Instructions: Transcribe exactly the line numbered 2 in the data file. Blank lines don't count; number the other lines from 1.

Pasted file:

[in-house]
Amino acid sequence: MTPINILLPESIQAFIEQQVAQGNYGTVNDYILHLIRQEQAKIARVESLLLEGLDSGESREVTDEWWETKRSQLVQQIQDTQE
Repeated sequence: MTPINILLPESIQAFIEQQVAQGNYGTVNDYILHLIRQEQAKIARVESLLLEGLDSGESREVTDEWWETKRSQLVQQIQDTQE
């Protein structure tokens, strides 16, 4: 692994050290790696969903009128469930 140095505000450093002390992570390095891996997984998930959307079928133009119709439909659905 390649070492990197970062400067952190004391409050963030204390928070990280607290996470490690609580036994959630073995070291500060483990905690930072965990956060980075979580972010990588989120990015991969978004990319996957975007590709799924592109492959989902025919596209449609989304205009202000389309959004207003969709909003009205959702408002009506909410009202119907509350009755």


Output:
Amino acid sequence: MTPINILLPESIQAFIEQQVAQGNYGTVNDYILHLIRQEQAKIARVESLLLEGLDSGESREVTDEWWETKRSQLVQQIQDTQE